Community radio cuts disaster risk in flood-prone Bangladesh

Radio stations that broadcast in local dialects along Bangladesh’s coast warn residents about storms and help farmers cope with erratic weather.

Akhtar Soomro/Reuters/File
Ali Asghar, a flood victim, tunes his radio to listen for news while taking refuge on an embankment with his family in Sujawal, about 93 miles from Karachi in Pakistan's Sindh province August 29, 2010. Community radio stations broadcasting in local dialects are helping Bangladeshis cope with coastal flooding.

New local-dialect community radio stations in Bangladesh’s coastal districts are warning residents about cyclones and helping farmers cope with erratic weather patterns.

The new radio stations are part of an initiative to reduce loss of life and damage to livelihoods from natural disasters and unpredictable weather.

“The radio [stations], run with the active participation of local people, have already gained popularity and are telling people how to adapt to climate change impacts,” said A.H.M. Bazlur Rahman, chief executive officer of the Bangladesh NGOs Network for Radio and Communication.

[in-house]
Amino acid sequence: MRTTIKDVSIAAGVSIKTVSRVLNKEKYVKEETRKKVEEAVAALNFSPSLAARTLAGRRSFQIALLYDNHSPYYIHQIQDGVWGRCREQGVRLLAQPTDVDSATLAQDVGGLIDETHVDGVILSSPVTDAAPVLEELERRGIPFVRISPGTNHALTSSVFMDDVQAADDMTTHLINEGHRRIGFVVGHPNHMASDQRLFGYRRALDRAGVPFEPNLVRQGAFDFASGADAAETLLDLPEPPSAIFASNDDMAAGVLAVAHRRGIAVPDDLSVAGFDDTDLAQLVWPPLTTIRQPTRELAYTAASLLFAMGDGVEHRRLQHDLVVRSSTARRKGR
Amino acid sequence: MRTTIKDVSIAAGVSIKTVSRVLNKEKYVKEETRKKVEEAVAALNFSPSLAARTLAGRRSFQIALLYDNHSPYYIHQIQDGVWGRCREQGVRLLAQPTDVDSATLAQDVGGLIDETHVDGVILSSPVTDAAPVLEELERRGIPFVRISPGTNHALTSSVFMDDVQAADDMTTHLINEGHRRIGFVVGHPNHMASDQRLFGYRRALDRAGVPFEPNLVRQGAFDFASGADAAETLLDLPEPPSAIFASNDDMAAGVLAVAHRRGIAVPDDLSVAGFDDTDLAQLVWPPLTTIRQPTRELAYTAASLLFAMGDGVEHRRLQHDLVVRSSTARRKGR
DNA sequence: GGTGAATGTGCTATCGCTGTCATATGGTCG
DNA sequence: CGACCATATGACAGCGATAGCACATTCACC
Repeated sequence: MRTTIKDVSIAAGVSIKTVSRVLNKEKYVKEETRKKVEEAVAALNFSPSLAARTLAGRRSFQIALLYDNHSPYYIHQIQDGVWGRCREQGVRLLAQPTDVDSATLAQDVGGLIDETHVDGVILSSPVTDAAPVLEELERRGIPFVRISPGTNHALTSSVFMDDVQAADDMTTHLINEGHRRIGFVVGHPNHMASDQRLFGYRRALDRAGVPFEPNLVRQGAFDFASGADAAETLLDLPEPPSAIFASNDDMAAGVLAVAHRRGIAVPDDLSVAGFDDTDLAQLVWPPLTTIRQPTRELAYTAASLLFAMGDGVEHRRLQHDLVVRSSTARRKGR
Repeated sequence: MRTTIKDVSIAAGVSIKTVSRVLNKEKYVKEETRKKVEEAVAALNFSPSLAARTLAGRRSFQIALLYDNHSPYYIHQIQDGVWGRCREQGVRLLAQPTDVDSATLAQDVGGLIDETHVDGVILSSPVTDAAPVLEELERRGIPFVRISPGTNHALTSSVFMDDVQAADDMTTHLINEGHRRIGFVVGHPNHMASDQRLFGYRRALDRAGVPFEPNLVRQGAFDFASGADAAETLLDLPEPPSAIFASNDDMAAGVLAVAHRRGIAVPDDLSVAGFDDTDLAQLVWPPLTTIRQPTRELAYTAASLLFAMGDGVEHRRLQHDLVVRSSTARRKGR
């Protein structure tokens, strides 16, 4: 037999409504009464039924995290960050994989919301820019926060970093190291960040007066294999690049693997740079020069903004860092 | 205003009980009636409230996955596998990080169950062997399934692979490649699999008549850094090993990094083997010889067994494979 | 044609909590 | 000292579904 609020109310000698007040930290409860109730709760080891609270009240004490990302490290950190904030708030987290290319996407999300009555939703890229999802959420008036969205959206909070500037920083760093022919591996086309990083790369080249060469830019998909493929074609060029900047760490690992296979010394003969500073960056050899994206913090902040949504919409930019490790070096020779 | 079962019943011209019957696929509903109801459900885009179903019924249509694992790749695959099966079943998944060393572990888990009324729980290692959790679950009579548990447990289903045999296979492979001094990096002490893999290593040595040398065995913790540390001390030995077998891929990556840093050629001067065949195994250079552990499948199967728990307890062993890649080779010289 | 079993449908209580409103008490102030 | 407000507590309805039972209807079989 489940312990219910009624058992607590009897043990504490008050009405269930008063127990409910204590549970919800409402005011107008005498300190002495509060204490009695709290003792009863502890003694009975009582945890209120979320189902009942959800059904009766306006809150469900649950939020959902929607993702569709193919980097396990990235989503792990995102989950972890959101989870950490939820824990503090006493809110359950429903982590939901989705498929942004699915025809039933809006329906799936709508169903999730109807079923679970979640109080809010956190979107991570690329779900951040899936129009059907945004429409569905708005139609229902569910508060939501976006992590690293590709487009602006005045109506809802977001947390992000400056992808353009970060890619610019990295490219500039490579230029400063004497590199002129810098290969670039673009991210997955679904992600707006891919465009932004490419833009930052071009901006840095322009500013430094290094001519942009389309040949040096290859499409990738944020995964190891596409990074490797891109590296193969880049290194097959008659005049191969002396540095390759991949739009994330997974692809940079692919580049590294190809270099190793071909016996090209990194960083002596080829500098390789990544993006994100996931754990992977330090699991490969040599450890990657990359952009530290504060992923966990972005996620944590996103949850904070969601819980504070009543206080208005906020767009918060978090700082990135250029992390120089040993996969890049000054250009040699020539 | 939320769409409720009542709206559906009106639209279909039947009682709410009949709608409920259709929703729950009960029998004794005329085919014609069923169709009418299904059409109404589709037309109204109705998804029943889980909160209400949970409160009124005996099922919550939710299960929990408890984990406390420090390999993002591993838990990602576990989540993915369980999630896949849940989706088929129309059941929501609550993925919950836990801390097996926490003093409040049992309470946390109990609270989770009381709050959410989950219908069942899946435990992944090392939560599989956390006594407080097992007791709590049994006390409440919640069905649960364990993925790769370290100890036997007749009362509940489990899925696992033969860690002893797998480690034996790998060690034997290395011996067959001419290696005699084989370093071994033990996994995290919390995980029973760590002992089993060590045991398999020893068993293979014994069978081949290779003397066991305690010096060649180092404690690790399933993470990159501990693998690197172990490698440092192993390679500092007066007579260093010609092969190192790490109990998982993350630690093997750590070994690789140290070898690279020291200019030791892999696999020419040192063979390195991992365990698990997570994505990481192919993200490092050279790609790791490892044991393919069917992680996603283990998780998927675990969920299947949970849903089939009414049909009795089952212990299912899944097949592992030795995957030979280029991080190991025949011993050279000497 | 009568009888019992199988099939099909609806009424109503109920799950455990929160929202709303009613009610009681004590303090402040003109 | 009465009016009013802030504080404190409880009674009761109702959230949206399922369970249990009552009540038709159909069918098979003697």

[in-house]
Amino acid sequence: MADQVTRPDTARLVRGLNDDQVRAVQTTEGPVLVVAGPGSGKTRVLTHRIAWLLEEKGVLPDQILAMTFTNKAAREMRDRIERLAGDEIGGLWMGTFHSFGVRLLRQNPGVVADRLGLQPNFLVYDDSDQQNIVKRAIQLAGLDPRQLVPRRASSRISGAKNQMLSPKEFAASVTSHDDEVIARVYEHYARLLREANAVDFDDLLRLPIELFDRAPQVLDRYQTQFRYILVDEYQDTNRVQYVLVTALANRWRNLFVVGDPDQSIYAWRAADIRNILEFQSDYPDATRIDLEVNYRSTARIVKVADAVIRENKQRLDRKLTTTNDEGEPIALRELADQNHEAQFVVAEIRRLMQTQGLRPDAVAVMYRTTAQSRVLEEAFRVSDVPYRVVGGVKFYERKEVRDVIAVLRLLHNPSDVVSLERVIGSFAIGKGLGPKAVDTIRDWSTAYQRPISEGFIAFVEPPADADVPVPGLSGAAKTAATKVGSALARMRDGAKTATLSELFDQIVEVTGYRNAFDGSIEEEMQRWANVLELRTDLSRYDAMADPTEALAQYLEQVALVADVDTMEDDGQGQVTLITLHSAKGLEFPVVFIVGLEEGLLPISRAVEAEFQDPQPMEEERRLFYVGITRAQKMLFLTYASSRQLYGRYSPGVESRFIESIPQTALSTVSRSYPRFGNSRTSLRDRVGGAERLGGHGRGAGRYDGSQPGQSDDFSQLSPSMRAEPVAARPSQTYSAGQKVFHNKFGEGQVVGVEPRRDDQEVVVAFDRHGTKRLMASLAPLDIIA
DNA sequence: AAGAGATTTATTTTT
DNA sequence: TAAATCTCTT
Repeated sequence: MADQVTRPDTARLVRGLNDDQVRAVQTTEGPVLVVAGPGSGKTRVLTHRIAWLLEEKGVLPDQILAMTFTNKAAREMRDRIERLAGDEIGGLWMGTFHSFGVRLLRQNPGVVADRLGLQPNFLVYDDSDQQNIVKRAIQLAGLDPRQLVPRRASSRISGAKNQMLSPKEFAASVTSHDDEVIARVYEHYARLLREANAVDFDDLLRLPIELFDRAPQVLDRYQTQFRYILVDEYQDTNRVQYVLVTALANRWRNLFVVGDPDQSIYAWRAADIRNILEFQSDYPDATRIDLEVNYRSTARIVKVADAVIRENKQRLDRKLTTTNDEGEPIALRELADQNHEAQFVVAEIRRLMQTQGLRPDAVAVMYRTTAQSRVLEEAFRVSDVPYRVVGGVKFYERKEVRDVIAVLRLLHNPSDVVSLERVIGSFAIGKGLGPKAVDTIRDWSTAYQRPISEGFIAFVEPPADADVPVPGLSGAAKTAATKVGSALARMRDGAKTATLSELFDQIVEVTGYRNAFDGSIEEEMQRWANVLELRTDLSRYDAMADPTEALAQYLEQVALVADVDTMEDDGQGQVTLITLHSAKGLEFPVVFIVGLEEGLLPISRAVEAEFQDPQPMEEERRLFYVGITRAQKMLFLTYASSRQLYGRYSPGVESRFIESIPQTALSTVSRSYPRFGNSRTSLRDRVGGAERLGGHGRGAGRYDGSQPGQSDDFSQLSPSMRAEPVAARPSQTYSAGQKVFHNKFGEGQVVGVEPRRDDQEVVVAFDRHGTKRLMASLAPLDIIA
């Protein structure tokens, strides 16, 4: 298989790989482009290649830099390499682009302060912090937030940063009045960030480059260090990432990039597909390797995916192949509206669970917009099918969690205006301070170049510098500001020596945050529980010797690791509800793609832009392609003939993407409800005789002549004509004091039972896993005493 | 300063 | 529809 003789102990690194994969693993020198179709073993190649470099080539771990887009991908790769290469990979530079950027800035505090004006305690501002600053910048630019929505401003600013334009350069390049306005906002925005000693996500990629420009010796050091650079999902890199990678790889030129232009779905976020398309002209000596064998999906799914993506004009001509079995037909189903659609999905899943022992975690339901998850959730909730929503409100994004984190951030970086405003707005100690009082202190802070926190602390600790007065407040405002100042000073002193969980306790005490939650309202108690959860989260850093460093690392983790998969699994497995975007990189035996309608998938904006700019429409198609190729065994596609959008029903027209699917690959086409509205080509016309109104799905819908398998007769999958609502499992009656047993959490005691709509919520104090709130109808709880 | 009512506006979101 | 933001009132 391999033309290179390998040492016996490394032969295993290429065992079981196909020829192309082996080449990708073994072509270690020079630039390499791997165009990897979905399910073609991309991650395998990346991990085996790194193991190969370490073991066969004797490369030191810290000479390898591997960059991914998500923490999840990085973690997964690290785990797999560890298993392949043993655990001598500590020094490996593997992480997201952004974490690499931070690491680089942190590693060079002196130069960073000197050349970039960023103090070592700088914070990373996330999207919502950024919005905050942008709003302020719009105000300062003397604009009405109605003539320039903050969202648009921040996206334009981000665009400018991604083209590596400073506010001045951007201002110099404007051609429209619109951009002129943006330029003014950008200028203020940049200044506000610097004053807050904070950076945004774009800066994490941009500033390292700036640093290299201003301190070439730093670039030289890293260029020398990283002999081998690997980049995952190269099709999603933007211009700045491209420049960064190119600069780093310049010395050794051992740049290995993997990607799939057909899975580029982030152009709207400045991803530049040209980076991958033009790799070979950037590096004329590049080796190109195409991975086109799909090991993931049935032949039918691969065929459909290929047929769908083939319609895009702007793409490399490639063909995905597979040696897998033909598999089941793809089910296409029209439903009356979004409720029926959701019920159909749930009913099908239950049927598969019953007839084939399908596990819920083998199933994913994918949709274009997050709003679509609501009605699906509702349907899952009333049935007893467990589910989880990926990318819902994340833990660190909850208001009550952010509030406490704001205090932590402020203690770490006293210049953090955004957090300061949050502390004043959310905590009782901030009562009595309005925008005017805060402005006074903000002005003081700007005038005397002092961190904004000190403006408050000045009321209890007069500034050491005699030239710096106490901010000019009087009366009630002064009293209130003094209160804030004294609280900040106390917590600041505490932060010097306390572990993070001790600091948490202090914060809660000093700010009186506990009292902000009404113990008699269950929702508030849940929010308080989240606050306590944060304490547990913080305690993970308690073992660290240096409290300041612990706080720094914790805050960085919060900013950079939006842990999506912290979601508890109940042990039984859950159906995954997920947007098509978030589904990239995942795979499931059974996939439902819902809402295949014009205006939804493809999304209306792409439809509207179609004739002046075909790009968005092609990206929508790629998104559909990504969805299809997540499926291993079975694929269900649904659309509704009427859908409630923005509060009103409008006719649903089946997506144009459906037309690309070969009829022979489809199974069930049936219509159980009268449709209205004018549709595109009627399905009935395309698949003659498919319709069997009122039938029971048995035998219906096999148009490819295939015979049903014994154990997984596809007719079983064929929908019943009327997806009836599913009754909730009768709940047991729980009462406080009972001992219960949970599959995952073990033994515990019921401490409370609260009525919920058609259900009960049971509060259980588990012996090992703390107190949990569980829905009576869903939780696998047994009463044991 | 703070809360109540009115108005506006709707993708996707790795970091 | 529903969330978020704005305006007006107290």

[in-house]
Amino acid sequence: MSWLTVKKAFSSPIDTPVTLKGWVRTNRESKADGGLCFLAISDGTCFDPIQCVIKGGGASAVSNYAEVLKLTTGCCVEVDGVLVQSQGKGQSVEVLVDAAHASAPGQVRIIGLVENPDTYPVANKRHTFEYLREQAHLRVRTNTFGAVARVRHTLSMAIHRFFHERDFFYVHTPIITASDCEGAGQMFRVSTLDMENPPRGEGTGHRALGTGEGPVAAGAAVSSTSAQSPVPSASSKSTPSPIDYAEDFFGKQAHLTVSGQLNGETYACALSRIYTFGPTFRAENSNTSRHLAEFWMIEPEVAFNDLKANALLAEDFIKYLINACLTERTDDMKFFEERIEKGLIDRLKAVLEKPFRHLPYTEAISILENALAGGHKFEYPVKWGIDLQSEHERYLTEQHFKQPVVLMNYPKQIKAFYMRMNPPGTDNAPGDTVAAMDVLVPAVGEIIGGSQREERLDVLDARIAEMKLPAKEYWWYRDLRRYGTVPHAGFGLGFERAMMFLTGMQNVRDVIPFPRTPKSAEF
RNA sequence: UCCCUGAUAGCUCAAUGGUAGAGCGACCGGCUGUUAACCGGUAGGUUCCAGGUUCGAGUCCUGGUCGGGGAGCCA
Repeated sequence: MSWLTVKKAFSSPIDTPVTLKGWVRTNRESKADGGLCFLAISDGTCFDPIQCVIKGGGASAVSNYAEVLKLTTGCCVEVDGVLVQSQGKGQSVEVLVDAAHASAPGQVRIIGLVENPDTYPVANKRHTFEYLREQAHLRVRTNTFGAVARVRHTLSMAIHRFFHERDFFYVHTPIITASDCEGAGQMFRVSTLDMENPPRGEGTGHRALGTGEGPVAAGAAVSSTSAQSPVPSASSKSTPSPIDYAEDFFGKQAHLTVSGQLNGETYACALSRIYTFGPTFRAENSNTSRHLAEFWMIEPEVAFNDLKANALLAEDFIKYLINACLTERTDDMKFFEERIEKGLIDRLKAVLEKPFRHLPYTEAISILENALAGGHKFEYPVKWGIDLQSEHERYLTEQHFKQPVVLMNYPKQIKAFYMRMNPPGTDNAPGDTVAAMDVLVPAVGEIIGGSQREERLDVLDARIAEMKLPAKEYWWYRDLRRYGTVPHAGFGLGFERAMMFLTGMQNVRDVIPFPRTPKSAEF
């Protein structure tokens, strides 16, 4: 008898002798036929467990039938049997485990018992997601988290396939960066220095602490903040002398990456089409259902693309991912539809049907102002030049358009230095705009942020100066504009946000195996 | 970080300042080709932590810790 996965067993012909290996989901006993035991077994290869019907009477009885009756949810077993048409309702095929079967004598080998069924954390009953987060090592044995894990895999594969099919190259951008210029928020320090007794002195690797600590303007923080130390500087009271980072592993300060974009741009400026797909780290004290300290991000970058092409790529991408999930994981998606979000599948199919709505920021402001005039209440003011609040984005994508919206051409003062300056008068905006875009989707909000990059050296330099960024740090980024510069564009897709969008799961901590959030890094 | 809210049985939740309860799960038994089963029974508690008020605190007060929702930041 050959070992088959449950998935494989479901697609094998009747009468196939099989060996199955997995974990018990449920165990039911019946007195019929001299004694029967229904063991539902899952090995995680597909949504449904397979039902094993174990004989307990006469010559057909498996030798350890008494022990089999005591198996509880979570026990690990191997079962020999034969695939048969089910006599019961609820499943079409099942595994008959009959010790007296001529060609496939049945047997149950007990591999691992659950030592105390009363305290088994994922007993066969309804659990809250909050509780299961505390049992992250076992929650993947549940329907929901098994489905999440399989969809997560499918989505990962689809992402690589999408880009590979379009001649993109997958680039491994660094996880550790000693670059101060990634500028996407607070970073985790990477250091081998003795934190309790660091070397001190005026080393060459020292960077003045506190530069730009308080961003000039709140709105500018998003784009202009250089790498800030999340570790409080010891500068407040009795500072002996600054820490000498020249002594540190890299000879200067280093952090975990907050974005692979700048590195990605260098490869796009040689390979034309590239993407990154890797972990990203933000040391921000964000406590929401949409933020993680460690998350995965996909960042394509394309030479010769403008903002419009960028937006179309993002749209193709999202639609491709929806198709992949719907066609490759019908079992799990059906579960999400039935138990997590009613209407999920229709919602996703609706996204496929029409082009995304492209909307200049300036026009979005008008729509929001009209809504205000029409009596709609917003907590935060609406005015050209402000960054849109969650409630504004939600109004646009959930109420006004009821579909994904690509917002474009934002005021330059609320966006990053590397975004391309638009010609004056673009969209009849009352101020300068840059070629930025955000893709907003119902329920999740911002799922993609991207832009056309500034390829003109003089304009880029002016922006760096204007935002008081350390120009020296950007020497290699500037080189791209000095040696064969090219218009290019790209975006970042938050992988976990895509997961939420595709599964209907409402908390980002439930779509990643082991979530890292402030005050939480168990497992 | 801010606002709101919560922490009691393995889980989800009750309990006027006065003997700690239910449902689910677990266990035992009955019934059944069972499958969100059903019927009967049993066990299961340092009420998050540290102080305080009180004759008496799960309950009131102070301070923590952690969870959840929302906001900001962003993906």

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Approval was given for 14 community radio stations in coastal and inland areas in April 2010, and six are now broadcasting from coastal districts. A further 22 applications have been filed with the government. The stations are mostly funded by nongovernment organizations and individuals. 

The radio programs focus primarily on disaster risk reduction and climate variability, Rahman said. He attributes their growing popularity in part to programs being broadcast in local dialects.

“People in the countryside, most of whom are illiterate, can easily understand weather bulletins and other instructions” when they are provided in local languages, he said. 

During a tsunami watch in early April, in countries bordering the Indian Ocean, including Bangladesh, the new radio stations transmitted national weather forecasts in local dialects, said Manir Hossain, station manager of Lokobetar community radio, based in Barguna district in the south of the country.